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Does the $4.7 Billion Talc Verdict Spell Trouble for J&J?

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In a much-publicized verdict last week, a jury in Missouri awarded a total of $4.69 billion to 22 plaintiffs who had claimed that Johnson and Johnson’s (JNJ - Free Report) talcum powder products had caused ovarian cancer. It’s the largest verdict so far in a series of lawsuits about the potential link between products that contain talc and cancer.

The number is certainly eye-popping – especially because this is only one of many similar suits currently winding their way through the courts – but does it spell real trouble for the widely held pharmaceutical giant?

Probably not.

J&J has pledged to appeal the verdict and notes that they have been successful in every previous appeal involving the talc-cancer link and that they believe that this case contains a larger number of reversible errors than previous cases that were sucessfully appealed.

The award by the jury was composed of $550 million in compensatory damages and $4.14 billion in punitive damages. Punitive damages are considerably more likely to be reduced or overturned on appeal as they generally require that the defendant acted with reckless negligence or with the intent of causing harm.

The link between talc and cancer has been rumored for decades, but remains scientifically unproven. Medical experts differ sharply on whether talc increases the risk of cancer in consumers who use it. The American Cancer Society notes that studies so far have produced mixed results, with some showing no link at all and some showing a slightly increased risk, adding “For any individual woman, if there is an increased risk, the overall increase is likely to be very small.”

The National Cancer Institute and the Food and Drug Administration concur that no connection has yet been established.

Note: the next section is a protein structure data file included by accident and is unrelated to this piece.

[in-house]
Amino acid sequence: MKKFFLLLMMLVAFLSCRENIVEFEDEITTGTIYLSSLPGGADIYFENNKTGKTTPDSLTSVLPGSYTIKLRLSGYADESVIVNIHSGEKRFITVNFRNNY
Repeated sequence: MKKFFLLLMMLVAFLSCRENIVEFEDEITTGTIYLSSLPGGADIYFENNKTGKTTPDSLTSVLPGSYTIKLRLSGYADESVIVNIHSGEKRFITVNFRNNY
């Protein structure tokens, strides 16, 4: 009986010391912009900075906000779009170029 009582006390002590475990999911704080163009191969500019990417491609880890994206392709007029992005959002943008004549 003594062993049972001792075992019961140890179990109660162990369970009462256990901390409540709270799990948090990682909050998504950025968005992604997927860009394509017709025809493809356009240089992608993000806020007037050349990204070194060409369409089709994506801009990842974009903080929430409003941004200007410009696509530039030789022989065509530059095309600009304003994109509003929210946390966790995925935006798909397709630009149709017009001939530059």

It has been suggested that a link between talc and cancer may be due to the fact that in its raw, mined form, talc sometimes contains trace amounts of asbestos. No asbestos has ever been found in any Johnson and Johnson product, though the mere suggestion by plaintiffs may have influenced the jury in this case.

It’s not uncommon for juries to award large verdicts to sympathetic plaintiffs, especially those who are dealing with debilitating illnesses - or who are the loved ones who have already died - but those verdicts tend to hold up only in cases where there is evidence that the defendant acted with purposeful disregard for the health and safety of others. There was no such evidence presented against J&J in this case.

JNJ shares are off a little over 2% since the verdict was announced, but investors show no signs of abandoning the blue-chip stalwart. For reference, the company has revenues of over $80 billion/year, spread across three divisions – Consumer, Pharmaceutical and Medical Devices. They are involved in virtually every aspect of health care and their products are ubiquitous everywhere from the medicine cabinet to the operating room.

JNJ shares are off 10% over the past year, lagging behind pharmaceutical giant Merck (MRK - Free Report) , which is up 11% over the same period.

JNJ reports Q2 results tomorrow and the Zacks Consensus Estimate is for earnings of $2.06/share on revenues of $20.25B.

These types of lawsuits provide great TV news fodder and the sheer dollar value of the initial awards can certainly spook investors, but on the whole, they're likely to be a tiny factor in the actual operating results of this diversified multi-national behemoth. Don't get spooked. The earnings report tomorrow and future guidance are much more important than sensational headlnes.

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